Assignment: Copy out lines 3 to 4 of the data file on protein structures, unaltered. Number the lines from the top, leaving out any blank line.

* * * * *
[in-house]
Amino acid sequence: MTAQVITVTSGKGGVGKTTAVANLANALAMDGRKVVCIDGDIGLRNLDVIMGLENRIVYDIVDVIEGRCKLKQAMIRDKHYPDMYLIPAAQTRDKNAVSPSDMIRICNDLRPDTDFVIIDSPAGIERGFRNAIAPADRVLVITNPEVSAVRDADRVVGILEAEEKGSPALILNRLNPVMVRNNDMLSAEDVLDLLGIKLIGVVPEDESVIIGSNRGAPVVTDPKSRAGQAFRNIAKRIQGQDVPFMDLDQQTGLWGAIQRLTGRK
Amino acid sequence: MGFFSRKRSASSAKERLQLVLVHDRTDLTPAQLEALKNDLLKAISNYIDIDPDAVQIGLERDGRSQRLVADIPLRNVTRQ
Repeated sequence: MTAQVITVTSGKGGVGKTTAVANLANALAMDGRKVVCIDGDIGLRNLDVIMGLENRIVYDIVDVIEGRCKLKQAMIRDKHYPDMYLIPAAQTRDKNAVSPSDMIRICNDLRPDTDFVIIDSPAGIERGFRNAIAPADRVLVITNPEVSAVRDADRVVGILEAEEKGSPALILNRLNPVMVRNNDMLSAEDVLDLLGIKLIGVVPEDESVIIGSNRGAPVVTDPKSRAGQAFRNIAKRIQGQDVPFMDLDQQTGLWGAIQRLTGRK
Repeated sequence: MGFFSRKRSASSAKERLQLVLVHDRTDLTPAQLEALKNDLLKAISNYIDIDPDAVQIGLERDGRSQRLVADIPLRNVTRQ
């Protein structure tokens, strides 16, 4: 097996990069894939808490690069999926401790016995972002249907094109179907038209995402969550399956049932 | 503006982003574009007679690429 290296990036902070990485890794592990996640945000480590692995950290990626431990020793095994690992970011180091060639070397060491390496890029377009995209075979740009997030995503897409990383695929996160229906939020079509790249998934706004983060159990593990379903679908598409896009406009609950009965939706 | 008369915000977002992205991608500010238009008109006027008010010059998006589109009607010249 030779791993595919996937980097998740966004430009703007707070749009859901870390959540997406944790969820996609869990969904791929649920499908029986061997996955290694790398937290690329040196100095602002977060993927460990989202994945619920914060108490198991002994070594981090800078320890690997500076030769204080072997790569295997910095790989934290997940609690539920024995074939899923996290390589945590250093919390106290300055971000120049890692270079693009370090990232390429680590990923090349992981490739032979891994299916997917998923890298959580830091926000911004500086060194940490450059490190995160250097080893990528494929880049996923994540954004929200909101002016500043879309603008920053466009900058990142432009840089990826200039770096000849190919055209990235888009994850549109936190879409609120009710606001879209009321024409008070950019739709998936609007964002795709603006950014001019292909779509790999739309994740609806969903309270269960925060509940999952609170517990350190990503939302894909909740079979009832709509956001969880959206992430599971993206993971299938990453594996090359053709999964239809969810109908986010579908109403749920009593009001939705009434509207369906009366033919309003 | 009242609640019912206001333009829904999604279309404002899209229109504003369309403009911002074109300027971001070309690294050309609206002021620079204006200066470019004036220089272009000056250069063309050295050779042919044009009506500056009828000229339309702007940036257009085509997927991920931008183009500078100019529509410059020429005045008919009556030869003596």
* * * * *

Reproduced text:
Amino acid sequence: MGFFSRKRSASSAKERLQLVLVHDRTDLTPAQLEALKNDLLKAISNYIDIDPDAVQIGLERDGRSQRLVADIPLRNVTRQ
Repeated sequence: MTAQVITVTSGKGGVGKTTAVANLANALAMDGRKVVCIDGDIGLRNLDVIMGLENRIVYDIVDVIEGRCKLKQAMIRDKHYPDMYLIPAAQTRDKNAVSPSDMIRICNDLRPDTDFVIIDSPAGIERGFRNAIAPADRVLVITNPEVSAVRDADRVVGILEAEEKGSPALILNRLNPVMVRNNDMLSAEDVLDLLGIKLIGVVPEDESVIIGSNRGAPVVTDPKSRAGQAFRNIAKRIQGQDVPFMDLDQQTGLWGAIQRLTGRK